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Alabama Republicans to vote on nominee for chief justice, weeks after court’s frozen embryo ruling

MONTGOMERY, Ala. (AP) — Alabama Republicans will choose who they want to replace the retiring chief justice of the state Supreme Court, which last month drew national attention for its decision to recognize frozen embryos as children.

The ruling raised has concerns about civil liabilities for fertility clinics, and three major providers announced a pause on in vitro fertilization services.

Competing for the GOP nomination are Sarah Stewart, a current associate justice on the Alabama Supreme Court, and Bryan Taylor, a former state senator and legal adviser to two governors. The winner will face Circuit Judge Greg Griffin, a Democrat from Montgomery, in November. Griffin is unopposed in the Democratic primary.

Chief Justice Tom Parker cited verses from the Bible and Christian theologians in his concurring opinion, alarming advocates for church-state separation while delighting religious conservatives who oppose abortion. Parker cannot run again because Alabama law prohibits judges from being elected or appointed after age 70.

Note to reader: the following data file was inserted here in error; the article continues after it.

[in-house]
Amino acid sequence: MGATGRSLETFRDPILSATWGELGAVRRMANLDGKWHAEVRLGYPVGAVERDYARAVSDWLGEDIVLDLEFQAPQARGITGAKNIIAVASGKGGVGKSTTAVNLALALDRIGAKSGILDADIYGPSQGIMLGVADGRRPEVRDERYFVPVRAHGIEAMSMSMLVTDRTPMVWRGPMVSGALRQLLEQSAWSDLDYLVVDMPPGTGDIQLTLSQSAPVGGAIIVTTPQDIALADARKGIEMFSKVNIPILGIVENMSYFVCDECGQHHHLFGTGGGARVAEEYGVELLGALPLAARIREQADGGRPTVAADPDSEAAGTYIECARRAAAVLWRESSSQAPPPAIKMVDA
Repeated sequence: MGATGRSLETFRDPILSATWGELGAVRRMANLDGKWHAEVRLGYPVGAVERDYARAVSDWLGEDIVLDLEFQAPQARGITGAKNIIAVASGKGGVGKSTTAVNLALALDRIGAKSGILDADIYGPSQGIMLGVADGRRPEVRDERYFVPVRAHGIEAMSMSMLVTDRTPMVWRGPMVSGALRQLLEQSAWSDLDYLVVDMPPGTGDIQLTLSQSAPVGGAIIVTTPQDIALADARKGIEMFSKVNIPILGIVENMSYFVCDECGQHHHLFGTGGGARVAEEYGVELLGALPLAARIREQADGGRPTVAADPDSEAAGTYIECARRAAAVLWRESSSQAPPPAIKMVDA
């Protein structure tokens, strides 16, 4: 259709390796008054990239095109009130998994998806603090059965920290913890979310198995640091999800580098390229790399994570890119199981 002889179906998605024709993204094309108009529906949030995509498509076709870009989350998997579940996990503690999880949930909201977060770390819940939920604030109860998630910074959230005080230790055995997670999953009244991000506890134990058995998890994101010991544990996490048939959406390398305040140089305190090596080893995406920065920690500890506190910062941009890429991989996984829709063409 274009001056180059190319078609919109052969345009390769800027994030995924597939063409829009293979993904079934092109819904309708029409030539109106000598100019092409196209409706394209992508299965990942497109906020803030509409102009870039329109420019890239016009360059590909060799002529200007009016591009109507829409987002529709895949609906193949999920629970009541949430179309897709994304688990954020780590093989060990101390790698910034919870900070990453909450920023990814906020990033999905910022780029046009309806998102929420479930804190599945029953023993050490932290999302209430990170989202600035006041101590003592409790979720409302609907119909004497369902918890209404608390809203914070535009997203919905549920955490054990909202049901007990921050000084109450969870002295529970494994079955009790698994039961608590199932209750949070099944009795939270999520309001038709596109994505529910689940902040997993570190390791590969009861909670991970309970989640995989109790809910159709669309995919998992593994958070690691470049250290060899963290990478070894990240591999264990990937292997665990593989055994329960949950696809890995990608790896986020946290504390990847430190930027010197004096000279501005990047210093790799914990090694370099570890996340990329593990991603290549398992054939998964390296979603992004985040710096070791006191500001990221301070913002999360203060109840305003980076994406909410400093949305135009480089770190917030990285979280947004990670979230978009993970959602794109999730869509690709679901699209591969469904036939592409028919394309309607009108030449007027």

The Alabama chief justice serves on the state’s highest court, and also serves as the administrative head of the state court system.

Stewart was elected to the Supreme Court in 2018 after serving 13 years as a circuit court judge in Mobile.

She was a was part of a Supreme Court majority that issued the ruling in a pair of wrongful death cases brought by three couples who had frozen embryos destroyed in an accident at a fertility clinic.

The justices ruled that the couples could purse lawsuits for the wrongful death of a child. Stewart signed on to a concurring opinion written by Associate Justice Greg Shaw that the wrongful death law covers “an unborn child with no distinction between in vitro or in utero.”

Taylor is a former military prosecutor, state senator, Iraq War veteran and had served as chief legal advisor to Gov. Kay Ivey and an adviser and policy director for Gov. Bob Riley. During his time in the Alabama Legislature, he was best known for authoring the revamp of the state’s ethics law that was later used to prosecute former House Speaker Mike Hubbard.

The Associated Press

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